Multiple regressions were conducted on the smoothed gray matter images. At the whole-brain level, per-participant auditory imagery scores were entered into a general linear model, including age, gender, total gray matter volume (Peelle et al. 2012), short-term memory, and years of musical training as nuisance variables in the design matrix to regress out any potential confounding effects related to them. Musical training was included because this has been shown to correlate with vividness of auditory imagery (Pfordresher and Halpern 2013), with the acuity of mental auditory images in performance-based tasks (Janata and Paroo 2006; Navarro-Cebrian and Janata 2010a,2010b), as well as with differences in brain structure (Gaser and Schlaug 2003). Regressing out variability in short-term memory is important to ensure that correlations between imagery and gray matter cannot be attributed to nonspecific factors linked to general cognitive functioning. While a memory component may be involved in imagery (e.g., Navarro-Cebrian and Janata 2010b), the need to control for the general cognitive demands of the tasks has been highlighted (Halpern et al. 2004; Zatorre and Halpern 2005), and this is of special relevance in the context of an off-line self-report measure as the one used here. Any voxels showing gray matter intensity <0.05 were excluded using an absolute masking threshold to avoid possible edge effects around the border between gray matter and white matter. Statistical maps were thresholded at P < 0.005 peak-level uncorrected, cluster corrected with a family-wise error (FWE) correction at P < 0.05, while accounting for nonstationary correction (Ridgway et al. 2008). In addition to whole-brain analysis, more sensitive region of interest (ROI) analyses were conducted within regions for which we had a priori hypotheses, based on a recent activation likelihood estimation meta-analysis of fMRI studies of imagery across modalities (McNorgan 2012). We covered 2 networks identified by this meta-analysis, one derived from auditory imagery studies only (8 studies), and the other one from studies involving imagery across multiple modalities (65 studies). When a region was reported in both networks, we choose the coordinate of the auditory-specific one. Table 1 presents the list of ROIs and corresponding MNI coordinates. Statistical significance within these ROIs was assessed using small volume correction (Worsley et al. 1996) at a threshold of P < 0.05 (FWE corrected), within spheres with 12 mm radius centered at each of the coordinates.

Table 1

VBM results for vividness of auditory imagery on regions previously identified to be functionally associated with auditory imagery and general imagery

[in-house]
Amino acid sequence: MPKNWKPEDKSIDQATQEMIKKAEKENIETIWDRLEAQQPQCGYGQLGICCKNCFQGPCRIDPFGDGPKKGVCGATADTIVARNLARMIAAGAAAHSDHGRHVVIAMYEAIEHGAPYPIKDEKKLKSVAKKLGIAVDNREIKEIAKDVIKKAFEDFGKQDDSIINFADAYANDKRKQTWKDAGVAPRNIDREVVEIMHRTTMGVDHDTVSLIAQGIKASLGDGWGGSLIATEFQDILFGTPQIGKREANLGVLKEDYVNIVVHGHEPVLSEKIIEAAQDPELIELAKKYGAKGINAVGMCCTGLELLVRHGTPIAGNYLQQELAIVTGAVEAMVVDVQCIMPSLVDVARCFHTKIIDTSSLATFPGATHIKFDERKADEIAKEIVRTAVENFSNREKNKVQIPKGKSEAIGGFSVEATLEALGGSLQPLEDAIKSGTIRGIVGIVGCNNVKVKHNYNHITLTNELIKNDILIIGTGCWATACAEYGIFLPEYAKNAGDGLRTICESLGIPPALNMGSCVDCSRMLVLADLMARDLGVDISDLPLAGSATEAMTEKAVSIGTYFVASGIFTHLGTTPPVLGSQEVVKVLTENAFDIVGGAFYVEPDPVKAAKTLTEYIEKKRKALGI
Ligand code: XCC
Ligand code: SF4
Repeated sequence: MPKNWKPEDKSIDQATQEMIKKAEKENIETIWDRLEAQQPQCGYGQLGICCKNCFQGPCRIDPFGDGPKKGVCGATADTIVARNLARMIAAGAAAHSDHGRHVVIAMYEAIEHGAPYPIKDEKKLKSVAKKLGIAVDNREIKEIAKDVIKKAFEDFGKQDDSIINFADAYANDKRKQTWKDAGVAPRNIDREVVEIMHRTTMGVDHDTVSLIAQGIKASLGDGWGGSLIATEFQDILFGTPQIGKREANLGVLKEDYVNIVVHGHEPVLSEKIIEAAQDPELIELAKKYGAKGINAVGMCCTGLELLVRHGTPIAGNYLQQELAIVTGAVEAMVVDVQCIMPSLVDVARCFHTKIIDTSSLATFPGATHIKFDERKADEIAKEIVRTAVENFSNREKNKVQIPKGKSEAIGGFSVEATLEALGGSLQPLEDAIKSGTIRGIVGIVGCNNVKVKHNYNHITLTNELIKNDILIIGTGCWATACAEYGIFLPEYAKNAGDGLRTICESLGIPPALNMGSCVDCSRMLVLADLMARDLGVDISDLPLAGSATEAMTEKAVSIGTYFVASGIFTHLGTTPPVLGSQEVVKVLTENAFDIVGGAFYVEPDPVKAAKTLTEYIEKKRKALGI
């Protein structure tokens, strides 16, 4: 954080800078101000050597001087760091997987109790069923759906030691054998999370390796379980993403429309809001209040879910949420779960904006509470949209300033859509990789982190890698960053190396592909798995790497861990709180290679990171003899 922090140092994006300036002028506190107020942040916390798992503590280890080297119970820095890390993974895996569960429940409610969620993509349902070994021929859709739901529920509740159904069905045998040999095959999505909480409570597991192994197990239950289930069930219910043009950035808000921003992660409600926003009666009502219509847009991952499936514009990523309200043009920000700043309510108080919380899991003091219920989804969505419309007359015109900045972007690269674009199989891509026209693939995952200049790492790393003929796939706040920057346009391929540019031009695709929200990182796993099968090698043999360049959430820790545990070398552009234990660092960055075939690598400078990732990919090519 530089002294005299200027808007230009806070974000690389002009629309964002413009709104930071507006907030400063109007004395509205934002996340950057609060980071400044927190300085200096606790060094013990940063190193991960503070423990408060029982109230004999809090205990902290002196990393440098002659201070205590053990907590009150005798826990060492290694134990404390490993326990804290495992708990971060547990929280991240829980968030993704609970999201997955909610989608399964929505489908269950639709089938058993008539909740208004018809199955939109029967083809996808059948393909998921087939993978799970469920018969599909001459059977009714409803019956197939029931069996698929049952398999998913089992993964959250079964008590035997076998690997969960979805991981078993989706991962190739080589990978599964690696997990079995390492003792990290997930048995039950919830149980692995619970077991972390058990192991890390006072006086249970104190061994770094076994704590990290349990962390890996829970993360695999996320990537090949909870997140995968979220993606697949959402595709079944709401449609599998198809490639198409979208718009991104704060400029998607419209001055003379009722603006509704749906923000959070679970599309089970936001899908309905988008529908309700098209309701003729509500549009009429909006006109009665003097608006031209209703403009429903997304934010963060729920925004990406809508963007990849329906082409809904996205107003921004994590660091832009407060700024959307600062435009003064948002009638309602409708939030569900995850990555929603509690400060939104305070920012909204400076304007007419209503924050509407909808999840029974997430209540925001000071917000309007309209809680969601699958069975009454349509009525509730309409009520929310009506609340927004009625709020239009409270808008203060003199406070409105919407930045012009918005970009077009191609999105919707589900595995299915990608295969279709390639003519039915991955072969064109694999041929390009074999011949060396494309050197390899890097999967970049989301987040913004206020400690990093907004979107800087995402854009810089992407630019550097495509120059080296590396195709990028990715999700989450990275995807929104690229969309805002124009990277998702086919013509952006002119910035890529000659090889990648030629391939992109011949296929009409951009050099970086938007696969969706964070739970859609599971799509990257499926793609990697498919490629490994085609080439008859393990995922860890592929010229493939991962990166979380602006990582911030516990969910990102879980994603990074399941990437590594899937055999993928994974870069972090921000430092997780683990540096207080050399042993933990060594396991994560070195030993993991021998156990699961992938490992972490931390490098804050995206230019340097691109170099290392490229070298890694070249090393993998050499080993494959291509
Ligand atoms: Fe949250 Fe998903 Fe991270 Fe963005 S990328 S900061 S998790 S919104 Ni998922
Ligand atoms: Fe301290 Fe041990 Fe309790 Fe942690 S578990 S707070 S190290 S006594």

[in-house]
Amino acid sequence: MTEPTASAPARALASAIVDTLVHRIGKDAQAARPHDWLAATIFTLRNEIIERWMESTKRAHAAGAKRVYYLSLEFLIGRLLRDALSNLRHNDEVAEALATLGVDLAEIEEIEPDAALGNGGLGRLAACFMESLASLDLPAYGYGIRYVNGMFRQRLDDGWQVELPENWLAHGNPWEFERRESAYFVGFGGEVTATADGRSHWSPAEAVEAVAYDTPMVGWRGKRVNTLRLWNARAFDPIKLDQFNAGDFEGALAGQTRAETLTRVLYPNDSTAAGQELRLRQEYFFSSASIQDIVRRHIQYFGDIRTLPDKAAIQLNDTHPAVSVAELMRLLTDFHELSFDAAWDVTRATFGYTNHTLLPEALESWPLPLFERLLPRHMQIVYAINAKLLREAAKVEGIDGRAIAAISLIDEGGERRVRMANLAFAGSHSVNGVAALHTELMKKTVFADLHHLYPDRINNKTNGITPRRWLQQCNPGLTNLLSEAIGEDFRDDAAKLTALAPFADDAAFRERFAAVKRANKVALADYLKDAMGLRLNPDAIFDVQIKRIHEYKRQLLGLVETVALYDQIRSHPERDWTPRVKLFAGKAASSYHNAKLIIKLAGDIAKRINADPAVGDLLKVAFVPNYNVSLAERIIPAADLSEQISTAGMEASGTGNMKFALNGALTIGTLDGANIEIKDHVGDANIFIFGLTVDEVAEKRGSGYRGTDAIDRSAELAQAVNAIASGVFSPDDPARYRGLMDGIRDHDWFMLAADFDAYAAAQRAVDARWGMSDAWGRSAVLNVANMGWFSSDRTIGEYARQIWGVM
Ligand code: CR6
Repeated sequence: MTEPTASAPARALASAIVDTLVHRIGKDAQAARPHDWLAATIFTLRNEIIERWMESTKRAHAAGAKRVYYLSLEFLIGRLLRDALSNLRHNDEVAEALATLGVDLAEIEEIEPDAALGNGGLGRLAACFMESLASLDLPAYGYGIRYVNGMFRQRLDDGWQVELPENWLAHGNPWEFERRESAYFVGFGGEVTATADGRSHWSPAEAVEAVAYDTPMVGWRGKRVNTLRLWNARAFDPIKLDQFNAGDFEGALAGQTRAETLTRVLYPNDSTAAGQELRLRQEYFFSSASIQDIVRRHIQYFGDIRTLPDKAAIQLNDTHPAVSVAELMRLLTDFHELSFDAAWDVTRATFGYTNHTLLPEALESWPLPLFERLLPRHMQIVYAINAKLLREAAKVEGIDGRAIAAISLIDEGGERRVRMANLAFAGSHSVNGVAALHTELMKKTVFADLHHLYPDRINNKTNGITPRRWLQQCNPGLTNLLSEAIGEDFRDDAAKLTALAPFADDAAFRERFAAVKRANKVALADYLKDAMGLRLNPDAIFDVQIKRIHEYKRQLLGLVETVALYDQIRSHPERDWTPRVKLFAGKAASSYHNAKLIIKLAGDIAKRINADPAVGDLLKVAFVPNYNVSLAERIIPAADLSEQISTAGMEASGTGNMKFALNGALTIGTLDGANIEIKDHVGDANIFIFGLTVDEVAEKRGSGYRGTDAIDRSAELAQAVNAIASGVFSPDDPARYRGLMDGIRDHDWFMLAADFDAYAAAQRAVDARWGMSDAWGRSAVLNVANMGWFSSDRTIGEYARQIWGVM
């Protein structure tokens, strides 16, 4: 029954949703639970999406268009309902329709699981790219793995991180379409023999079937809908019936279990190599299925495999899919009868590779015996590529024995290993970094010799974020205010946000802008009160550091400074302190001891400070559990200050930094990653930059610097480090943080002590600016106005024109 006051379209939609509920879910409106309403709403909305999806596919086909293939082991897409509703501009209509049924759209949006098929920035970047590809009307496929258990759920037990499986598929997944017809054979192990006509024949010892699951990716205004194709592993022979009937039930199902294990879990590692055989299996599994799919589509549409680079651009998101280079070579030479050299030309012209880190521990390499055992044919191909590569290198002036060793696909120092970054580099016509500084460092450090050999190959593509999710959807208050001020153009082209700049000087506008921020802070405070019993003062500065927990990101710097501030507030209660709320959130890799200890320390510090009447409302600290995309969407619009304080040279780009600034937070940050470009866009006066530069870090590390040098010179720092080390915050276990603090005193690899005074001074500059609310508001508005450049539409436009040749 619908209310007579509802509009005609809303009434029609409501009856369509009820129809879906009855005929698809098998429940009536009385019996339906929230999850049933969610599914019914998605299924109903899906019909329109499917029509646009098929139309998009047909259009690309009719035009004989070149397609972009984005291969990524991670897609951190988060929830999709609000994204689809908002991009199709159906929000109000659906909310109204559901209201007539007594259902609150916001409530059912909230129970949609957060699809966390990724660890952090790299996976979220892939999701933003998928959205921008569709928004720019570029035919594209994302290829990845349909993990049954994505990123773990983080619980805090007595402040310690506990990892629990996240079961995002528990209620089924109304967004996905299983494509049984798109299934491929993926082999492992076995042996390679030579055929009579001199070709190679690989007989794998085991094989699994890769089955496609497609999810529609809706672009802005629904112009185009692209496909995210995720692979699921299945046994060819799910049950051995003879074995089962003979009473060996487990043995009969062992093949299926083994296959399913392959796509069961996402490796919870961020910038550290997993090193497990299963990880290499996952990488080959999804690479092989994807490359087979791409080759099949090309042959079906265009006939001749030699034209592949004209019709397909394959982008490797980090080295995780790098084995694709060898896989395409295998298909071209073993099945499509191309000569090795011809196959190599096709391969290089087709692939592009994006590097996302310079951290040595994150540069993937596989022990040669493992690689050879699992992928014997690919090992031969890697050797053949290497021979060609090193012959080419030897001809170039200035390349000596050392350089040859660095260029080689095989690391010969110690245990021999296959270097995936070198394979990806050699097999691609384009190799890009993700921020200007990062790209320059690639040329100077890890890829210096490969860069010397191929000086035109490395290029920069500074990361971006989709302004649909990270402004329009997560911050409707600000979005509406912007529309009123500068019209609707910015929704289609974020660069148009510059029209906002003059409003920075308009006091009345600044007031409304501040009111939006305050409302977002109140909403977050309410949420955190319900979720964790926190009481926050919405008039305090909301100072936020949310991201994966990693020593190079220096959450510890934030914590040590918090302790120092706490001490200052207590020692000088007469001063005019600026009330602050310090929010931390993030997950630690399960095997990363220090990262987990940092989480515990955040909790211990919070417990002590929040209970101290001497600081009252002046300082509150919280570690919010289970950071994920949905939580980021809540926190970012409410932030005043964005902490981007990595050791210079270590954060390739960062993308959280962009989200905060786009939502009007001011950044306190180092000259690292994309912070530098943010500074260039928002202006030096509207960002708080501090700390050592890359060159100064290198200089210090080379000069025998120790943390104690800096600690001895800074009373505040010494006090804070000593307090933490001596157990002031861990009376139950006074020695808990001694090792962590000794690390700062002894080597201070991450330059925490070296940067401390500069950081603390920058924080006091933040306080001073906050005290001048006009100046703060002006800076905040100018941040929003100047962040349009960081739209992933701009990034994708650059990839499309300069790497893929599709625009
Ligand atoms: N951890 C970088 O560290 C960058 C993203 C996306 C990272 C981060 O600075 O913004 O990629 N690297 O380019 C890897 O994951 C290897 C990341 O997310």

Region of interest
 
VBM results
 
Area MNI coordinates
 
Peak coordinates
 
Z score t(1,67) P 
x y z x y z 
Auditory imagery network 
R superior temporal gyrus 64 −30      n.s. 
L inferior frontal gyrus −48 24 −5      n.s. 
 −51 17      n.s. 
L putamen −21 −1      n.s. 
L superior temporal gyrus −60 −38 15      n.s. 
L precentral gyrus −52 47      n.s. 
L supramarginal gyrus −58 −38 28      n.s. 
R inferior frontal gyrus 56 38      n.s. 
L supplementary motor area −1 −14 53 −4 −24 52 3.22 3.36 0.03 
 −8 69 −9 73 3.26 3.40 0.03 
General imagery network 
L inferior parietal lobule −30 −56 52 −28 −55 43 3.2 3.34 0.03 
−38 −38 46       
L superior parietal lobule −16 −62 54      n.s. 
R superior parietal lobule 20 −66 54 21 −61 51 3.27 3.41 0.02 
R medial superior frontal Gyrus 20 44 14 17 48 3.47 3.65 0.01 
L middle frontal gyrus −30 56 −35 −7 63 2.98 3.10 0.05 
Region of interest
 
VBM results
 
Area MNI coordinates
 
Peak coordinates
 
Z score t(1,67) P 
x y z x y z 
Auditory imagery network 
R superior temporal gyrus 64 −30      n.s. 
L inferior frontal gyrus −48 24 −5      n.s. 
 −51 17      n.s. 
L putamen −21 −1      n.s. 
L superior temporal gyrus −60 −38 15      n.s. 
L precentral gyrus −52 47      n.s. 
L supramarginal gyrus −58 −38 28      n.s. 
R inferior frontal gyrus 56 38      n.s. 
L supplementary motor area −1 −14 53 −4 −24 52 3.22 3.36 0.03 
 −8 69 −9 73 3.26 3.40 0.03 
General imagery network 
L inferior parietal lobule −30 −56 52 −28 −55 43 3.2 3.34 0.03 
−38 −38 46       
L superior parietal lobule −16 −62 54      n.s. 
R superior parietal lobule 20 −66 54 21 −61 51 3.27 3.41 0.02 
R medial superior frontal Gyrus 20 44 14 17 48 3.47 3.65 0.01 
L middle frontal gyrus −30 56 −35 −7 63 2.98 3.10 0.05 

Note: The column “MNI coordinates” shows the coordinates of ROIs, taken from a meta-analysis of imagery studies (McNorgan 2012); anatomical labels for each ROI were determined based on these coordinates, using the SPM Anatomy Toolbox v1.8. Small volume correction was used within 12-mm spheres centered at each of the coordinates. P values are FWE corrected (P < 0.05) and the obtained peak locations within each sphere are presented (column “peak coordinates”). R, right; L, left; n.s., no local maxima exceeded the specified threshold.

fMRI Procedure and Analyses